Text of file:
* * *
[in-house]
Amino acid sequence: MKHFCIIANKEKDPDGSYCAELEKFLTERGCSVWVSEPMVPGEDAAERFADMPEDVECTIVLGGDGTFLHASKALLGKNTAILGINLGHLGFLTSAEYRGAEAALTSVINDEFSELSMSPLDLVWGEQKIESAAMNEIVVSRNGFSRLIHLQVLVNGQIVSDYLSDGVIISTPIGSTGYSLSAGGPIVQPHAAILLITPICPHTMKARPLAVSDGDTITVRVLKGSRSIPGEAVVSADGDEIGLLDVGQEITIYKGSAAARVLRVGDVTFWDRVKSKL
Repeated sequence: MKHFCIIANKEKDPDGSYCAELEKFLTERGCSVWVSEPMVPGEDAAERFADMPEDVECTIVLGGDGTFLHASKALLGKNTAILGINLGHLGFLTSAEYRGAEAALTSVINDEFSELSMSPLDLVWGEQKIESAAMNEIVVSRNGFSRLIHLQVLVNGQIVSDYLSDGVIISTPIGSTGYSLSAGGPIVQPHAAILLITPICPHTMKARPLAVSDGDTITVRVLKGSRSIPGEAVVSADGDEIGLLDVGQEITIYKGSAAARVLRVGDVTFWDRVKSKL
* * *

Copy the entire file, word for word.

[in-house]
Amino acid sequence: MKHFCIIANKEKDPDGSYCAELEKFLTERGCSVWVSEPMVPGEDAAERFADMPEDVECTIVLGGDGTFLHASKALLGKNTAILGINLGHLGFLTSAEYRGAEAALTSVINDEFSELSMSPLDLVWGEQKIESAAMNEIVVSRNGFSRLIHLQVLVNGQIVSDYLSDGVIISTPIGSTGYSLSAGGPIVQPHAAILLITPICPHTMKARPLAVSDGDTITVRVLKGSRSIPGEAVVSADGDEIGLLDVGQEITIYKGSAAARVLRVGDVTFWDRVKSKL
Repeated sequence: MKHFCIIANKEKDPDGSYCAELEKFLTERGCSVWVSEPMVPGEDAAERFADMPEDVECTIVLGGDGTFLHASKALLGKNTAILGINLGHLGFLTSAEYRGAEAALTSVINDEFSELSMSPLDLVWGEQKIESAAMNEIVVSRNGFSRLIHLQVLVNGQIVSDYLSDGVIISTPIGSTGYSLSAGGPIVQPHAAILLITPICPHTMKARPLAVSDGDTITVRVLKGSRSIPGEAVVSADGDEIGLLDVGQEITIYKGSAAARVLRVGDVTFWDRVKSKL